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Jonathan Andrew Waterhouse
Jonathan Andrew Waterhouse. Waterhouse has tirelessly worked to restore the Yukon River Watershed. Among his many roles, Waterhouse serves as executive director for the Yukon River Inter-Tribal Watershed Council (YRITWC), a grassroots organization that brings together 70 sovereign indigenous governments with a simple goal: "To be able to drink directly from the Yukon River." Waterhouse has been able to translate the group's leadership vision into meaningful and significant implementation. His work and that of the Watershed Council serve as a model for other indigenous peoples around the world, as they attempt to restore, protect and preserve their watersheds and to exercise their traditional knowledge as a foundation for achieving their goals.
Micah McCarty - Makah
Micah McCarty. As chairman of the Makah Tribal Council on Washington's Olympic Peninsula, McCarty has garnered important successes for Makah Nation by serving as a liaison between indigenous communities and the broader political system. His work in Neah Bay, Washington has led to significant headway in strengthening the response to oil spills in coastal waters, has helped protect tribal whaling rights, and has fostered stronger connections between tribal nations and US governments. McCarty's leadership on the Puget Sound Partnership brings deep traditional knowledge to a 21st century effort to clean up the sound.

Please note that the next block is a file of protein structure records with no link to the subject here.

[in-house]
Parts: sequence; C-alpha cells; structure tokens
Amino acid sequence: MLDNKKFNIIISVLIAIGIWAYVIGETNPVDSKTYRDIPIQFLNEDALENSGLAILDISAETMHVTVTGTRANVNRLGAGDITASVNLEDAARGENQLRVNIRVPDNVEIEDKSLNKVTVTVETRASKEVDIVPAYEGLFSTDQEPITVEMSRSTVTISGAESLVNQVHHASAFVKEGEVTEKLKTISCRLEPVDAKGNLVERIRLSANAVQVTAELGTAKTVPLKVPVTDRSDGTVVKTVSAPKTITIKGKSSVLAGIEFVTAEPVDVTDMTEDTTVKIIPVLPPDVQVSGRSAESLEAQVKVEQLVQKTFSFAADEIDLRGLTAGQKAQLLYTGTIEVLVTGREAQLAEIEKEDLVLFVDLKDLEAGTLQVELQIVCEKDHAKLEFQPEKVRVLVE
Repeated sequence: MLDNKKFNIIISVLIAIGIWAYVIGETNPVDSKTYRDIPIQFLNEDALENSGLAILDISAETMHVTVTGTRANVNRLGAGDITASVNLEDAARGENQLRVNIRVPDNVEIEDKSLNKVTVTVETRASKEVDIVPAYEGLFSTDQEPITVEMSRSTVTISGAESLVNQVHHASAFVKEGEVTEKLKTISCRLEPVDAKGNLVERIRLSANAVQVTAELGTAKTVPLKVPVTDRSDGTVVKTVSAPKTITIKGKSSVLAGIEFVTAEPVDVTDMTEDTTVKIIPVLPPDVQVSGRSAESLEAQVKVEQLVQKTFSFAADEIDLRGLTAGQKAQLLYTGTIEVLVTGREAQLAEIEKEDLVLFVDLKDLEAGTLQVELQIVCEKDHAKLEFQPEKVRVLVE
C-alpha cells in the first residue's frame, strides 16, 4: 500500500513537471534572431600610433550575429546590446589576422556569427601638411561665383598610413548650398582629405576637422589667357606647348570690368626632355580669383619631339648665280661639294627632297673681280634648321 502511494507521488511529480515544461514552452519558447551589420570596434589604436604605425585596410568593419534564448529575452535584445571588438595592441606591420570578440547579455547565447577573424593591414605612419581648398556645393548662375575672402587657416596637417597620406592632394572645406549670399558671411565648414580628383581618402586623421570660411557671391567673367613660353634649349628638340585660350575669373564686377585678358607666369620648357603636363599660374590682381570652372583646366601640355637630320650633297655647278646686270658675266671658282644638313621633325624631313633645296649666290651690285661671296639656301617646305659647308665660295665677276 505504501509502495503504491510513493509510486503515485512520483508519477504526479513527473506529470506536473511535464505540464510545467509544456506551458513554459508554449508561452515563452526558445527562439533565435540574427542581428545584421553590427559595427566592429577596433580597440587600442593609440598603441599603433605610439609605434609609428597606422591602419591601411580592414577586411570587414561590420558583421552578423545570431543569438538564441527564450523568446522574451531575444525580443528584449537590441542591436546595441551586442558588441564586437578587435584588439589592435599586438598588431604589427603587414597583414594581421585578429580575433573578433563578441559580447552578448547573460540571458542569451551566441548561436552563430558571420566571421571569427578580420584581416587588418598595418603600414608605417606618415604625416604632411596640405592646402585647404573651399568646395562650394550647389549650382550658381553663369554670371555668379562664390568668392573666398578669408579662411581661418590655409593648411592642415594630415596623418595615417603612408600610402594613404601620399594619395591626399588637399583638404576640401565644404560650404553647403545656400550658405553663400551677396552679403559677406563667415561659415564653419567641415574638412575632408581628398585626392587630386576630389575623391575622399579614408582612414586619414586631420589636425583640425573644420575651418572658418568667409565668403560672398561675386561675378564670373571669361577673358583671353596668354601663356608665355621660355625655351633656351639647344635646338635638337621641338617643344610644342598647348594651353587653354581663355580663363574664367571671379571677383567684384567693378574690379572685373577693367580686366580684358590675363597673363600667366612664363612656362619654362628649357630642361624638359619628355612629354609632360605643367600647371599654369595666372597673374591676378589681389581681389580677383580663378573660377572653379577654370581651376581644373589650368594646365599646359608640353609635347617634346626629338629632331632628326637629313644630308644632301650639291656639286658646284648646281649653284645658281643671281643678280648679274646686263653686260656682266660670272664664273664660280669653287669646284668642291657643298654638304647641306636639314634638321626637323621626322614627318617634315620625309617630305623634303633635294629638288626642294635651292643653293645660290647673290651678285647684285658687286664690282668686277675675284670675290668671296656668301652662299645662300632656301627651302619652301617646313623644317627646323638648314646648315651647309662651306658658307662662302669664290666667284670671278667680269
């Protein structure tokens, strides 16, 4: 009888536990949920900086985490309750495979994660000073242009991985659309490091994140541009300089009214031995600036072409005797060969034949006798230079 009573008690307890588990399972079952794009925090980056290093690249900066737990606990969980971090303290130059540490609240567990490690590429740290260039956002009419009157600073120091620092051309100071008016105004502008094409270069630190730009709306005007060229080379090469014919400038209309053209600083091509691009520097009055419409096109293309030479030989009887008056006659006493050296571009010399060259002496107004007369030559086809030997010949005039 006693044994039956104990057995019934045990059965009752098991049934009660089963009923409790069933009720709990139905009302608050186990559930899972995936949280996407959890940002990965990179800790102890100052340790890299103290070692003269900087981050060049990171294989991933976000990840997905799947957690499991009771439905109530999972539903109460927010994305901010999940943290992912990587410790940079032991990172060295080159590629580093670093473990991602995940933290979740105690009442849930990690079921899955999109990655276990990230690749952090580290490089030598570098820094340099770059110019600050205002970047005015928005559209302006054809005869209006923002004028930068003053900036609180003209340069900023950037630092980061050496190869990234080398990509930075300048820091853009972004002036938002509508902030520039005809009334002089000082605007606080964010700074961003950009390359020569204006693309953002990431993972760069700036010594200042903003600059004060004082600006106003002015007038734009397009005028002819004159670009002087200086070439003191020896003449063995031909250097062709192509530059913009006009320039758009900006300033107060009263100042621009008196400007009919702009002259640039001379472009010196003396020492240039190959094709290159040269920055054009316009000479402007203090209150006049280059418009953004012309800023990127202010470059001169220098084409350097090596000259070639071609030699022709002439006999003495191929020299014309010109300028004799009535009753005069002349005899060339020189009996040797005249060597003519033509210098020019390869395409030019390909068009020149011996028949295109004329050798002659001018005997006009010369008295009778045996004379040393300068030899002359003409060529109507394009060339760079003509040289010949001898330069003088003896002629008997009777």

Patience Andersen Faulkner - Chugach Eskimo
Patience Andersen Faulkner. Faulkner, a community organizer and traditional crafts teacher, is honored for her fostering of native culture and community health in her hometown of Cordova, Alaska. She has also carried her experience and wisdom to native communities and local organizers across the country. Her work centers on the idea that strong, revitalized native communities steeped in indigenous culture are the cornerstones for resilience in an ever changing world. When the inevitable forces of change bear down on Cordova and similar communities around the country - as they have in the 1989 Exxon Valdez oil spill and the Deepwater Horizon blowout in the Gulf of Mexico - Faulkner has been able to demonstrate that strong local ties and knowledge form a crucial safety net.
photo credit Suzanne Fogarty, Swinomish Tribal Archive, Mike Bicknell, Mary Marshall, Debbie Ross-Preston;
posted July 25, 2012 7:45 am edt